Insanity: doing the same thing over and over again and expecting different results.
- Albert Einstein
A plateau means…
When it comes to plateaus, there really are only a few ways to bust them. But they involve making changes to what you are currently doing. You cannot keep doing the same thing, expecting different results. A plateau is your body’s way of letting you know that it NEEDS to stay where it is based on what you are doing NOW. In most cases, it just needs a little TLC from you in order to get back on track.
Our bodies talk to us, and plateaus are feedback.
Reasons why you might be ‘stuck’.
1. A plateau can occur when your body has reached starvation mode (or rather thinks it has). When we over restrict and exercise, the body goes into ‘shutdown’ to save itself from us. Fat is necessary for survival: it won’t give it up easily if it feels like there’s a need to keep it for later. It will slow down other processes to compensate for the deficit you’re making if that deficit is too large.
Solution: boost your calories for a few days (up to a week), and take an extra day off (or two). You need to reassure your body that things are okay, before it’ll be willing to work efficiently again. Boosting your calories can bring your metabolism back up again. No need to go crazy, but anywhere from 300-600 extra calories a day is sufficient. Re-examine whether or not your restricted calorie diet is enough for your body, and raise your calorie limit permanently if that’s what your body needs.
2. A plateau can occur when our bodies have adapted to the exercise program we’ve chosen: it becomes easier to do. Efficiency is great for the ego, but slows results: the ease of the movement means we’re working less hard to acheive the same thing. Women tend to focus too much on cardio as well, neglecting resistance training, which can burn away fat burning muscle.
Solution: switch things up! Try something completely different for a few weeks. Lift heavier that you’ve been doing, and try to include at LEAST 2-3 strength training sessions a week (or add one if you’ve already got that covered). If you’ve never gone spinning, go spinning. If you’ve never tried yoga, try yoga. Our bodies love the challenge of trying something new. Even if you keep your routine, change up the exercises: add H.I.I.T’s to your cardio (high intensity interval training) instead of doing just steady state, and add more resistance to part or all of your strength routine. Even a small increase in weight (going from 5lbs to 7lbs, or from 10lbs to 12lbs) can make a big difference. Try alternative variations of the exercises instead of the same ones: sumo squats instead of squats, curtsy lunges instead of walking lunges, and elevated pushups instead of regular ones.
3. A plateau can occur when our bodies aren’t been taken care of: you need enough sleep, to reduce stress and to make sure you’re getting proper nutrition (it’s not all about calories - you need to make sure those calories come from healthy sources).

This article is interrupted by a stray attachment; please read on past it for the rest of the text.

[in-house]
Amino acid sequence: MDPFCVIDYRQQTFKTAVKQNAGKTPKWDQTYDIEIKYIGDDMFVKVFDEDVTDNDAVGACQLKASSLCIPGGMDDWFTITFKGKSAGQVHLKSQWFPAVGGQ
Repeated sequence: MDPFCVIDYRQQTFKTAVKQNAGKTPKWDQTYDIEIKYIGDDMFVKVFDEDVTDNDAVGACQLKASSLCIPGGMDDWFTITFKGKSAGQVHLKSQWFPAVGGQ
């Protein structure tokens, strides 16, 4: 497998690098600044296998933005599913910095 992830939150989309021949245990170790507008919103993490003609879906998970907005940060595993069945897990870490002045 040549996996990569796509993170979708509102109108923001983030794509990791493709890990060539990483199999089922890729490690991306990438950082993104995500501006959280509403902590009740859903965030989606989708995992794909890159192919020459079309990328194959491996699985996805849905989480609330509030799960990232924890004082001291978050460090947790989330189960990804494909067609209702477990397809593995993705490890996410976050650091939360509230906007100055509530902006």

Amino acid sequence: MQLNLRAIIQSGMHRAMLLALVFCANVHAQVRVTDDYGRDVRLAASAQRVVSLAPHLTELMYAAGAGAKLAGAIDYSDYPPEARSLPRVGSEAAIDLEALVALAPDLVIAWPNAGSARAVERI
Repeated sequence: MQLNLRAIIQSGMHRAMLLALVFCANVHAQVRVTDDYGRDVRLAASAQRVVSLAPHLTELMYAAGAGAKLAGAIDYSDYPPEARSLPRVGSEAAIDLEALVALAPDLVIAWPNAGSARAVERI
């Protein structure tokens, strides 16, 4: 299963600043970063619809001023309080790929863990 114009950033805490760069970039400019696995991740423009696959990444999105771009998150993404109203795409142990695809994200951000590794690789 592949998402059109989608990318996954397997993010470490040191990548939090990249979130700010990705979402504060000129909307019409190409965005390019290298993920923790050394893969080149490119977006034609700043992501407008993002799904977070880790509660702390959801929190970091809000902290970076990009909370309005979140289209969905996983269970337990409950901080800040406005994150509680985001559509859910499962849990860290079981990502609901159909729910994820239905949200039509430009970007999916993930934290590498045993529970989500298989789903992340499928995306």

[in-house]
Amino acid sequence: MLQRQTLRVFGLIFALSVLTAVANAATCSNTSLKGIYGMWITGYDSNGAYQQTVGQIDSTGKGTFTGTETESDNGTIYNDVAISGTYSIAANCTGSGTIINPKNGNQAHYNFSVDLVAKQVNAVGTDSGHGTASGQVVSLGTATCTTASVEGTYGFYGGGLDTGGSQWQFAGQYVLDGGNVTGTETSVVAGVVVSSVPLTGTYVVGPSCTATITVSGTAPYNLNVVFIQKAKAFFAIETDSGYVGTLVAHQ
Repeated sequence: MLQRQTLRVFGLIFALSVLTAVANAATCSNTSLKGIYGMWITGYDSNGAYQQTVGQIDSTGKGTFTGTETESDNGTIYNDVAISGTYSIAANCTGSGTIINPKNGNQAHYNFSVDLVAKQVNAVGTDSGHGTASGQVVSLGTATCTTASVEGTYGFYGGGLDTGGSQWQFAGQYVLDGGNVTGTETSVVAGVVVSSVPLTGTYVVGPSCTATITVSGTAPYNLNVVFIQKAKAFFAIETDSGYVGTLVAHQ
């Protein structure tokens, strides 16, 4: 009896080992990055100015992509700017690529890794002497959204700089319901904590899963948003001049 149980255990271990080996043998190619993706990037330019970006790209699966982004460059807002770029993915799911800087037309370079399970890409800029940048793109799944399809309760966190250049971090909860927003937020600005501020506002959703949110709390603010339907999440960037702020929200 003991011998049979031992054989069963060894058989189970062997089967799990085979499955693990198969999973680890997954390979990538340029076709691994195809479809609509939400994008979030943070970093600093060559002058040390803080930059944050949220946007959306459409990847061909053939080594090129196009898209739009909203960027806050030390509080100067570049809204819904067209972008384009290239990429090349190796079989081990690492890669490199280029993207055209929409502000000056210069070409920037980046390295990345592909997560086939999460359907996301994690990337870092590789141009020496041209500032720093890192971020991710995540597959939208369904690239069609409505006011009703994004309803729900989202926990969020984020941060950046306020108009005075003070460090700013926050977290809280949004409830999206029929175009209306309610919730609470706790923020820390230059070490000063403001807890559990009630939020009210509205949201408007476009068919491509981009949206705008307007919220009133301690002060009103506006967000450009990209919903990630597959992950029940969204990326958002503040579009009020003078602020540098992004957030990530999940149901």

Solution: Make sure you’re eating a variety of fruits and veggies, that you’re consuming enough protein and enough complex carbs to give you enough energy throughout the day. Boost your water intake, and keep sodium low. Be your own parent: put yourself to bed early and make sure you’re not sacrificing sleep for sweat.
4. A plateau can occur when we OVERESTIMATE our calorie burn and UNDERESTIMATE our calorie consumption. I will hold firm that it is not necessary to obsess about your calories day in and day out, but you need to be somewhat aware of what’s going into your body either as food or drink. Gym machines also don’t tell the whole story: they are not an accurate way to measure your burn.
Solution: For a few days, carefully monitor what you’re eating (in a log, or via App). See where sneaky calories may be hiding in your diet. Instead of working out longer, work smarter: use several muscle groups at a time (think lunges with bicep curls, burpees, and other combos), take advantage of H.I.I.T training and resistance exercises, and push yourself harder during at least 2-3 of your workouts (talking about intensity here). It’s not necessary to go full throttle for your whole workout, but even a few short spurts of high intensity can significantly boost your burn and after burn.
Burn Booster: Add some strength before cardio. Before cardio, get the blood pumping to all areas of your body by busting out a quick strength routine. Warm up first, then bust out a set of squats, pushups, lunges, tricep dips & at least one ab exercise for a minute each. Rest, then repeat before you start your cardio. Weights optional, but recommended.
Work smarter, NOT harder and take care of your bodies! Bods respond to healthy behaviors, and you work WITH them, not against them. Remember that you need to treat your body right to get the results you want, and listen to it when it’s giving you feedback along the way. Ignoring the whispers isn’t the way to go.
(And remember that if you’re close to your goal, weight is not the end all be all. To get the body you want, you need to train harder and add some muscle (no, not bulk: lean, toned muscle). So many women are focused on the numbers that they forget that the body they want doesn’t necessarily have a number. Those last 5lbs you think you need to lose (and are dieting to get rid of) may just be the appearance of fat that needs to be targeted through resistance and strength exercises. AND proper nutrition. Diet is important, but the body you want may need more calories and more intense training: not more restriction and the same old cardio.